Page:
On the other hand, if the evaluation of the workforce reveals inconsistencies with availability, then goals to bring in additional qualified individuals who are members of the groups protected by the affirmative action plans are established. The term “goal” is an important one to define for all personnel that have compliance responsibilities. Many confuse goals with quotas, i.e., taking a personnel action based on someone’s status in a particular group. Remember that having a goal does not mean that the company has engaged in discrimination. The AAP is a tool. Any underutilization (less women, minorities, veterans or individuals with disabilities than one would expect) in the workforce signals that additional steps are necessary to increase the numbers of these groups in selection pools. With an increase of qualified individuals in the selection pools, an increase in the workforce will follow. Perhaps additional measures to reach out to particular groups are necessary. Perhaps the jobs have changed and the census codes are not aligned properly. The AAP reveals information about the workforce and where the company may need to take additional action. The results may in fact lead a company to discover areas of discrimination that it would not have otherwise found.
Goals in the AAP show the company specifically where the demographics of the workforce do not reflect what would be expected for each job category. If the workforce does not reflect the demographics available for its jobs, then the company needs to determine why not. Without an AAP, many companies would not even be aware that equal employment opportunities are not taking place. Once opportunities are expanded to groups covered by an Affirmative Action Program, there should be an increase in qualified individuals to place into the job, and goals are expected to dissipate. However, if a placement decision is made on the basis of one of the prohibited factors in order to make the goals go away, then the company has probably just violated EEO laws.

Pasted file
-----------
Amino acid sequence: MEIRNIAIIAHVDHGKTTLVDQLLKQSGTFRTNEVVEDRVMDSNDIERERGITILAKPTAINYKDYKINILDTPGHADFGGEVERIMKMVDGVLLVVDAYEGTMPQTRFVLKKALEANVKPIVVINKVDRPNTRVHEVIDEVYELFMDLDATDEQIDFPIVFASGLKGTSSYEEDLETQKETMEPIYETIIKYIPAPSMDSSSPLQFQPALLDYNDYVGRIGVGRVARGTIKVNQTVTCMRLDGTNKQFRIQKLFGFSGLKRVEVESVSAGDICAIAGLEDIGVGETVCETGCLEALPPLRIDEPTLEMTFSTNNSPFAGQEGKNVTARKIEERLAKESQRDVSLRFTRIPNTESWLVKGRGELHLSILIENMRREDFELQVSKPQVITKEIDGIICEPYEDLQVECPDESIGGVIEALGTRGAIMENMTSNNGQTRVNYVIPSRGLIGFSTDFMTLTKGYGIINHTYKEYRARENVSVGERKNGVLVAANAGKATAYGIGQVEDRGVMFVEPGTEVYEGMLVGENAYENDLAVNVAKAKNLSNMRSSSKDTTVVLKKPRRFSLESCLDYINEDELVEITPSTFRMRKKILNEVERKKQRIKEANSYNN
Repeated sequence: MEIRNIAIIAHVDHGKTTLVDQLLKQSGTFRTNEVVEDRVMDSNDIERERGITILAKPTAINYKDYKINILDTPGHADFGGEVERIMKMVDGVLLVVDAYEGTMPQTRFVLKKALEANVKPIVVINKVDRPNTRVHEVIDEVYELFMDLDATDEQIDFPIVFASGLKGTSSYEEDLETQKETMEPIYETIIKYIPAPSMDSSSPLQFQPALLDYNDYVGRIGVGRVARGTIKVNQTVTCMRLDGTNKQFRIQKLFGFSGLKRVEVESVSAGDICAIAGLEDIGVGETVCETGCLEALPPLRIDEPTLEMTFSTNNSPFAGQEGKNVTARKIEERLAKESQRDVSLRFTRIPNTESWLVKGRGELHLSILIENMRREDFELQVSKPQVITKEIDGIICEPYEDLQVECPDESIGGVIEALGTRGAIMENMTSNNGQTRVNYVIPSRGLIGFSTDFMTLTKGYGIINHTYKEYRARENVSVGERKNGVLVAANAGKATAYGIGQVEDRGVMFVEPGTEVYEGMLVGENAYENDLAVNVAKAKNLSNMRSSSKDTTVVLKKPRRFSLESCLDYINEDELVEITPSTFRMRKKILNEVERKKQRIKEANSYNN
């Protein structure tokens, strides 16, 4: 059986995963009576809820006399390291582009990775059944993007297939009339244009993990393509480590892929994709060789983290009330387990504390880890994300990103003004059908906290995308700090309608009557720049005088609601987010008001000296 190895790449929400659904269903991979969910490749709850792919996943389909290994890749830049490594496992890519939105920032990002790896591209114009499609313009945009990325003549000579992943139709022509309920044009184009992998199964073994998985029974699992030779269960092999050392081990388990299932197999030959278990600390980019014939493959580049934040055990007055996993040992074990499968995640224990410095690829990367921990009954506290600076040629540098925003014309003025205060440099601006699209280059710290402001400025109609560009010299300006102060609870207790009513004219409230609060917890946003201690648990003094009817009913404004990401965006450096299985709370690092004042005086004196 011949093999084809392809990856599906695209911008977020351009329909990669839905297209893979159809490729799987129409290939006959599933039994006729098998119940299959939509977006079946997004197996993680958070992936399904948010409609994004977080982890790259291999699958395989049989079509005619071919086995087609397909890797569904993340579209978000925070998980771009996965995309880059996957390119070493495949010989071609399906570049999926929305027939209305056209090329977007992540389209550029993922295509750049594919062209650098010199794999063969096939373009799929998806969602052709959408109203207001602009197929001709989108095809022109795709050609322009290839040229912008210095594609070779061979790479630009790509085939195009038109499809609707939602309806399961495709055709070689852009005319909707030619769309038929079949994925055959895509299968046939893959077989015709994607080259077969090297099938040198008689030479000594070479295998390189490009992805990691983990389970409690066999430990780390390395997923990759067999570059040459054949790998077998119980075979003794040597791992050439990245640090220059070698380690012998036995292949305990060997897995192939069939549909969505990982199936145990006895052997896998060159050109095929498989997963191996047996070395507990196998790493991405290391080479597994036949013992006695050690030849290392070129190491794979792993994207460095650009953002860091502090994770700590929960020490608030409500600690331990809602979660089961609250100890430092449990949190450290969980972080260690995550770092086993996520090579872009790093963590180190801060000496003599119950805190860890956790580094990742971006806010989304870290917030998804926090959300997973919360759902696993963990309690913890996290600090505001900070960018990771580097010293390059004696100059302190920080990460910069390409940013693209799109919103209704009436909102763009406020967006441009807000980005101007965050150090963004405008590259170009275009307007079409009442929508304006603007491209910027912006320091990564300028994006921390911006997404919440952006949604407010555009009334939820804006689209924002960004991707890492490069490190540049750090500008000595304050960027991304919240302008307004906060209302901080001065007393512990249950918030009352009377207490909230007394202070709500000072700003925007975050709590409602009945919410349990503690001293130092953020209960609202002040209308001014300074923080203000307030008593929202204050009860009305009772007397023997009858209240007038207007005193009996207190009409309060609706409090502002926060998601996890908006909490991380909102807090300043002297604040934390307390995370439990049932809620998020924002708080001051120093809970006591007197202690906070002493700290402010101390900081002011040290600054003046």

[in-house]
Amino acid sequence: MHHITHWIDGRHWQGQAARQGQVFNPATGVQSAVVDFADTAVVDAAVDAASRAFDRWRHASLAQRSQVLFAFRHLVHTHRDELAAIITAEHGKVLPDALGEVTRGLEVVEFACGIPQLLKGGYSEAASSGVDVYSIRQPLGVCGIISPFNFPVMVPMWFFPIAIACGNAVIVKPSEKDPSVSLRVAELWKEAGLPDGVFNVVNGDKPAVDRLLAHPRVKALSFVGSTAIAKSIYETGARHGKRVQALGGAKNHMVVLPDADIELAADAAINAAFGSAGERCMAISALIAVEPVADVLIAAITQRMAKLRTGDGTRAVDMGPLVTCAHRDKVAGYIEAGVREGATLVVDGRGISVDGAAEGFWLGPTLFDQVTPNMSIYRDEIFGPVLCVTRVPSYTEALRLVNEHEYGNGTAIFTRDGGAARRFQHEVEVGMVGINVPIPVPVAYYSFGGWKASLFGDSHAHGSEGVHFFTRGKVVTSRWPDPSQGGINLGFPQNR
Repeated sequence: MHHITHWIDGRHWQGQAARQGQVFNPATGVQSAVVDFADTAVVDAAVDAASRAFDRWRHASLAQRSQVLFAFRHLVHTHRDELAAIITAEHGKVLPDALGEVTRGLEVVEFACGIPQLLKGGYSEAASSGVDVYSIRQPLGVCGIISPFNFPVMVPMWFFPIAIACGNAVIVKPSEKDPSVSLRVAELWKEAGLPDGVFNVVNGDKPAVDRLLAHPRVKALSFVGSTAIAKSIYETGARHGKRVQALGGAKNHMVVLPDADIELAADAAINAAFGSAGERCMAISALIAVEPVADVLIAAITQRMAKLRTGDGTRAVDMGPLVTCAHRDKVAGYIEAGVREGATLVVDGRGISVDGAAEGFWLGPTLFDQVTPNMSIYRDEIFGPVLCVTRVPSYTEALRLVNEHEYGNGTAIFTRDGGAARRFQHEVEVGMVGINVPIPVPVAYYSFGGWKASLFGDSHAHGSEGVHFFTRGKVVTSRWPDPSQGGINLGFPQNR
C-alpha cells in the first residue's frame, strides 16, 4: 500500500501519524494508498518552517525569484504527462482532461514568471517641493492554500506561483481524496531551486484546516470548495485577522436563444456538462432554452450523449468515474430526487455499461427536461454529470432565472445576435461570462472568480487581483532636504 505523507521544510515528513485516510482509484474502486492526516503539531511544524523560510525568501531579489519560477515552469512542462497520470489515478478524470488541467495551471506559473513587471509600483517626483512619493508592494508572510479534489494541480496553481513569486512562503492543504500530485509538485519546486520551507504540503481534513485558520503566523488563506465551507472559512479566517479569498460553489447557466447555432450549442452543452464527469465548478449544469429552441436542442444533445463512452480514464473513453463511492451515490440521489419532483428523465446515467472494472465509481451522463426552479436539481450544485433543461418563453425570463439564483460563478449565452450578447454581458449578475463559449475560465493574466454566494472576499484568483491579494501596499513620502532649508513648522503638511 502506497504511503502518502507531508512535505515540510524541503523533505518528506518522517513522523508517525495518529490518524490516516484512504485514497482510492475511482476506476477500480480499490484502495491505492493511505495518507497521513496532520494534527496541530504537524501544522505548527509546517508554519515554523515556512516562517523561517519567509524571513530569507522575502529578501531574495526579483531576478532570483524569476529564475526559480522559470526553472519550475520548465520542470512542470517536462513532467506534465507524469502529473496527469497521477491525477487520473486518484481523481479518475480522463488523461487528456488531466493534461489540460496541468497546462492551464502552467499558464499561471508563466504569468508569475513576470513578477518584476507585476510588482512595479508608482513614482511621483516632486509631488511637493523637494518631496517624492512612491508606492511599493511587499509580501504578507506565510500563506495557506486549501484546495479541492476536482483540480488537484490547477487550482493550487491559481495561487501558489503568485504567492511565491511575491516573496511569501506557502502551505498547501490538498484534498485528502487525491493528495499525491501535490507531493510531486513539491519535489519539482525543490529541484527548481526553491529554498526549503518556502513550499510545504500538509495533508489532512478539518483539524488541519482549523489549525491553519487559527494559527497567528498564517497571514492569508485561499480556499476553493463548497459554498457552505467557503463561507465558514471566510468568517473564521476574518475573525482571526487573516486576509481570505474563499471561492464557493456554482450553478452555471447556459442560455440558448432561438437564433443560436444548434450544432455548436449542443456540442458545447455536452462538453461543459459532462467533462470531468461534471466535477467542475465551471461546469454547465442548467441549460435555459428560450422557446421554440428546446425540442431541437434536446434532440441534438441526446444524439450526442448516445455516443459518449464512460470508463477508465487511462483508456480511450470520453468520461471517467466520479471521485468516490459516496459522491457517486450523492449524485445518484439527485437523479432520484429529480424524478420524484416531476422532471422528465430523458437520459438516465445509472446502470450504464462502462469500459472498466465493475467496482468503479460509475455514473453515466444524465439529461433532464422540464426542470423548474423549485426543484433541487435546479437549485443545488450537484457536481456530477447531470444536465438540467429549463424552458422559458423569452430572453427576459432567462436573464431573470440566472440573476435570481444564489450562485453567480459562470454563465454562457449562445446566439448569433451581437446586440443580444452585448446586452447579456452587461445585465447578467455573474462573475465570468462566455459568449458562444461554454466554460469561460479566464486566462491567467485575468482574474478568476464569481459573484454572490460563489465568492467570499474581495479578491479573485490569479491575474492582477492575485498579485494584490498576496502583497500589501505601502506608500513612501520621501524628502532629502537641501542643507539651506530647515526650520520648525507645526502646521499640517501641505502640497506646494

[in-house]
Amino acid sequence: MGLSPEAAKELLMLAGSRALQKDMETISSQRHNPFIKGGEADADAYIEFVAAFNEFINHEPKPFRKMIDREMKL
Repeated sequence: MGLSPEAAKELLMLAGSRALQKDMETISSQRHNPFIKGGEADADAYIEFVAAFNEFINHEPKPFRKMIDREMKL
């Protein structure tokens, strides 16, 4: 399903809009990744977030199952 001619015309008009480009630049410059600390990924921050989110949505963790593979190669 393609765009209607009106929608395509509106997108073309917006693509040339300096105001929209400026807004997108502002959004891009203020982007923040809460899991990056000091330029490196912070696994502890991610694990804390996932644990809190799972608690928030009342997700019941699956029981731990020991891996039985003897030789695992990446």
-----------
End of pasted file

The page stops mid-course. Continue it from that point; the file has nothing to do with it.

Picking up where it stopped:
Finally, it is worth noting that OFCCP typically evaluates cases of systemic discrimination, and very often companies and personnel are unaware that discrimination is taking place at the workplace because a complaint may never have been made. There are two basic theories of discrimination, “disparate treatment” and “disparate impact.” If a company makes personnel decisions intentionally based on one of the prohibited factors, that is an example of “disparate treatment.” Many understand this theory of discrimination. However, many erroneously believe that this is the only manner in which a company can discriminate. Often, company officials do not realize that discrimination is frequently found by statistical analyses, where one group does not fare as well as others. For example, males are hired at a rate of 20%, but females are hired at a rate of 5%, or vice versa. Without a nondiscriminatory reason for the difference, the OFCCP has an excellent case for unintentional discrimination or “disparate impact.” Many individuals are surprised that intent need not be a factor in determining whether discrimination has occurred.
Once the terms described above are understood by those involved in the personnel processes of federal contractors, it typically makes compliance much easier to accomplish. Ensure that company officials and hiring managers understand the purpose of the Affirmative Action Plan and how it can be used to help make the workforce more diverse with the most qualified individuals available. Most importantly, arm your team with the knowledge they need in order to bring on the best possible workforce and stay on the right side of compliance laws.
This article is intended for information only. It is not legal advice and should not be relied upon as such. For more information, please contact Lisa Kaiser at Lisa.Kaiser@Kaiser-Law-Group.com
2. TITLE 41 CFR 60-2.10. ↵